What causes in-custody death and injury?

Serious and fatal injuries occur in custody in dozens of different ways. However, in cases of wrongful death, they all have one element in common – an intent to cause harm or an act or failure to act resulting in reckless indifference to a detainee’s rights.

Common examples of in-custody abuse and excessive force include:

  • Police, jail, prison, or detention center staff assaulting an inmate or detainee, or failure to protect an inmate from assault by another inmate(s) – physical, sexual or emotional
  • Intentionally or recklessly failing to provide proper medical care for a detainee or inmate in need of medical attention
  • Detaining or imprisoning a person where they may experience unreasonable harm, such as conditions with extreme heat or cold, or cells with mold or bacteria that cause sickness and respiratory distress
  • When a detainee or prisoner is subjected to excessive use of force, like use of Tasers, pepper spray, spit hoods or restraints
  • When a prisoner or detainee dies by suicide due to reckless indifference by guards or authorities


What are my rights if a loved one dies in custody in Southern California?

The families and loved ones of victims who died in custody may be eligible to bring a wrongful death suit against the responsible party or parties. Depending on the circumstances and details of your loved one’s death, you may take legal action against:

  • Police officers, law enforcement, immigration and ICE officers
  • Local police and sheriffs
  • County jails and federal prisons
  • Juvenile detention facilities
  • City, county, state and federal government

Many private citizens believe that if an internal investigation clears police officers or jail personnel from any wrongdoing, they are unable to bring a civil lawsuit on behalf of their loved one. This is untrue. The wrongful death attorneys at Taylor & Ring have a history of successful results on behalf of victims, even when internal investigations have “cleared” authorities from any criminal action or excessive force.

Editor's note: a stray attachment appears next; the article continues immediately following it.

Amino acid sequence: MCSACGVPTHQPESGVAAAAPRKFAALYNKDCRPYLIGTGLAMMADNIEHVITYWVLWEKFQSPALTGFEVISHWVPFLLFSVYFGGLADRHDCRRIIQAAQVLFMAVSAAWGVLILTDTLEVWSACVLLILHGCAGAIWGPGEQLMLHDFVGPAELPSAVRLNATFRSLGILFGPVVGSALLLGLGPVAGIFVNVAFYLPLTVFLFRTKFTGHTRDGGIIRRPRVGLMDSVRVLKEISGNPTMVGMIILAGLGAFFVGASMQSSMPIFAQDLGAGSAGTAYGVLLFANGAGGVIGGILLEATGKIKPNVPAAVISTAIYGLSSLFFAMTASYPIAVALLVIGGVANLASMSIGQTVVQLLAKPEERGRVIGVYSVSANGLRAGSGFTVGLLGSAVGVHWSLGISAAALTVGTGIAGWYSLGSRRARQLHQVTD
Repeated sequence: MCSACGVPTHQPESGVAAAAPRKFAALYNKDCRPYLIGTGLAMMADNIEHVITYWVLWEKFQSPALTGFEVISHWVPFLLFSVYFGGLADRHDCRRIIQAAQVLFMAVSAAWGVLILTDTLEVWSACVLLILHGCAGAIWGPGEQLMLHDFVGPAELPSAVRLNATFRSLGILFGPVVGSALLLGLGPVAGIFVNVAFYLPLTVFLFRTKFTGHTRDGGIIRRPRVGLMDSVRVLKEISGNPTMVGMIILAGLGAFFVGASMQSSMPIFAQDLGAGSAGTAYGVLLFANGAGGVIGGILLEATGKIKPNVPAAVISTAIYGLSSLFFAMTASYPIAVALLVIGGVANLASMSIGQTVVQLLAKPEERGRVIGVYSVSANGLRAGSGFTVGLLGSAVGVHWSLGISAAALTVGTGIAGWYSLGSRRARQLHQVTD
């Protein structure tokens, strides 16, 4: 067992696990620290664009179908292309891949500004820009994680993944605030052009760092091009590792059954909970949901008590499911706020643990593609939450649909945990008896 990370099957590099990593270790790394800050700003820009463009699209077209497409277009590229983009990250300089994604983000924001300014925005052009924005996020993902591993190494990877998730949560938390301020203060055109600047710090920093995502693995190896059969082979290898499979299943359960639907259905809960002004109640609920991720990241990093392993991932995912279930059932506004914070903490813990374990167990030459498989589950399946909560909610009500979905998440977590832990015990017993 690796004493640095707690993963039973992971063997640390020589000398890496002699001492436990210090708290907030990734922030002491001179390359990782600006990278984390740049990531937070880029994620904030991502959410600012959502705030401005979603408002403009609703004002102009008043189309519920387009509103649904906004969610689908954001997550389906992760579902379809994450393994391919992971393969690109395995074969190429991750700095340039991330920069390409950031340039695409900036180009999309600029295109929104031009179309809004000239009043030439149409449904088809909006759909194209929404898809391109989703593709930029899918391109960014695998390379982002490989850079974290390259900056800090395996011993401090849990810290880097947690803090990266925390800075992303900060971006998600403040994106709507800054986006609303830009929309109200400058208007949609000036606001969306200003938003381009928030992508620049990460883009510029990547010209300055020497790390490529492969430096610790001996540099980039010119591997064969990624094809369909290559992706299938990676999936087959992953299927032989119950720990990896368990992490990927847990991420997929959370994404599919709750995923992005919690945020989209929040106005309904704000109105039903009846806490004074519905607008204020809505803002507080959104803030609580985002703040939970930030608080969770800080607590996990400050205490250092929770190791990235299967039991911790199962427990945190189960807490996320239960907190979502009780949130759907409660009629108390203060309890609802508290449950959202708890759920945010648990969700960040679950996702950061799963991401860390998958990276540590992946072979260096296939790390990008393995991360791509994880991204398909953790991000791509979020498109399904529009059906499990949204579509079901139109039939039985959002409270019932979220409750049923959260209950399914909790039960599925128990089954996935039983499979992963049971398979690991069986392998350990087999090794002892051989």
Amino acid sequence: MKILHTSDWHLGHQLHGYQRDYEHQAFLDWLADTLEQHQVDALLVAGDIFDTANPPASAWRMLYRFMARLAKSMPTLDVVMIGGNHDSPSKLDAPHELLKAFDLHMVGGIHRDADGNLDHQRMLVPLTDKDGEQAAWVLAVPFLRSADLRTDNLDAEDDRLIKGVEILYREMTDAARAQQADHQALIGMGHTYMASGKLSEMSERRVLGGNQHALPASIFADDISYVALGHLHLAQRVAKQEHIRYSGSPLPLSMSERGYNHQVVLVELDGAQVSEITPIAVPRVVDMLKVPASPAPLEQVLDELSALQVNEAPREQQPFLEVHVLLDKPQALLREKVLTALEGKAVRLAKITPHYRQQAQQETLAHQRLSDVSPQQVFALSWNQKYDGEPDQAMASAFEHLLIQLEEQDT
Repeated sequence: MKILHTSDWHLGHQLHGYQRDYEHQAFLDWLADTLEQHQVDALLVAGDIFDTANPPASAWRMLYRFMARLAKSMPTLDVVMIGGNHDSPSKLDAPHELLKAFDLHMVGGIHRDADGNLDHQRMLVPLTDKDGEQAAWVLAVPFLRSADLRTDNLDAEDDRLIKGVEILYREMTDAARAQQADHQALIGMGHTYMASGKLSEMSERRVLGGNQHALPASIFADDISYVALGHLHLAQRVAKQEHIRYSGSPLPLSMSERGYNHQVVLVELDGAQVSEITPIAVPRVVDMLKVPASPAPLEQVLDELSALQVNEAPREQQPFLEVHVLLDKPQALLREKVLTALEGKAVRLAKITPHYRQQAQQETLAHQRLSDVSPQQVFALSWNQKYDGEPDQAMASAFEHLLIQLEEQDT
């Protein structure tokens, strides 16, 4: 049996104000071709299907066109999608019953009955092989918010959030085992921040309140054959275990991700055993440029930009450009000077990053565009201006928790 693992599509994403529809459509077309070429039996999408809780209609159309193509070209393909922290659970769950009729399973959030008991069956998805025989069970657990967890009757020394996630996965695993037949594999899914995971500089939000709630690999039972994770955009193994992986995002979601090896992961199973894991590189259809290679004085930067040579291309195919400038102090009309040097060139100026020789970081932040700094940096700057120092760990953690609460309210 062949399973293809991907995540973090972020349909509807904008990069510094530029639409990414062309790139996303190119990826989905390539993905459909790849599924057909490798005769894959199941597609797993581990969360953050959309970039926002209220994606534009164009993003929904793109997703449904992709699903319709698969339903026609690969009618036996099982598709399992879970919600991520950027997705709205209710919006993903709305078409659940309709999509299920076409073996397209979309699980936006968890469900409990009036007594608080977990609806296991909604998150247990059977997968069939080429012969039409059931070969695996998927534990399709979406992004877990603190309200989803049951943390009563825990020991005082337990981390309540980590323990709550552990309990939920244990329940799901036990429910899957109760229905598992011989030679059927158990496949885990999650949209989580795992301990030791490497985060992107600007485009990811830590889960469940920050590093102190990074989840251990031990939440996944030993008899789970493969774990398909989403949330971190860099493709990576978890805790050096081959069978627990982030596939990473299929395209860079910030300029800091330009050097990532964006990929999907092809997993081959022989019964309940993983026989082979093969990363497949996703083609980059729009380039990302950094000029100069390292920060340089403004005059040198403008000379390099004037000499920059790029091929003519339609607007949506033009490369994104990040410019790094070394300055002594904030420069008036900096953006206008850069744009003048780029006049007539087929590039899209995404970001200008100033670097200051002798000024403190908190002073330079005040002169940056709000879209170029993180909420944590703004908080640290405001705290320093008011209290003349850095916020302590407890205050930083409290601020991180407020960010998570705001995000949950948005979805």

In fact, internal investigations are a separate matter from civil lawsuits, and in some cases may not even be admissible in court. Our law firm conducts thorough and detailed forensic investigations, performing a much more far-reaching analysis of your case than the authorities are likely to undertake. We advocate for you and your loved one only.

How can a Los Angeles police brutality attorney help me?

When a person dies or suffers severe injury while in custody or being detained, you may feel helpless and angry. Our attorneys can help you get to the bottom of what happened, while guiding you through a complicated legal and administrative process. We will:

  • Assess whether your loved one’s death was due to negligence, abuse or neglect
  • Determine the liable parties – an individual, government facility, private prison, ICE center, etc.
  • Pursue rightful compensation for economic and non-economic losses and damages

Most importantly, bringing a lawsuit can right the wrong your loved one suffered. Further, you can help make the system safer for everyone who comes next and prevent even more police misconduct.

Strong, focused legal representation for in-custody deaths

Being in custody, detained or behind bars does not mean a person gives up their Constitutional rights. If you were injured, or a loved one died due to neglect or abuse in custody in Los Angeles, call the attorneys at Taylor & Ring today. We want justice on your behalf. We will listen to your story and offer our evaluation of your legal options. Call 310-776-6390 or complete our contact form today. Your first consultation is free.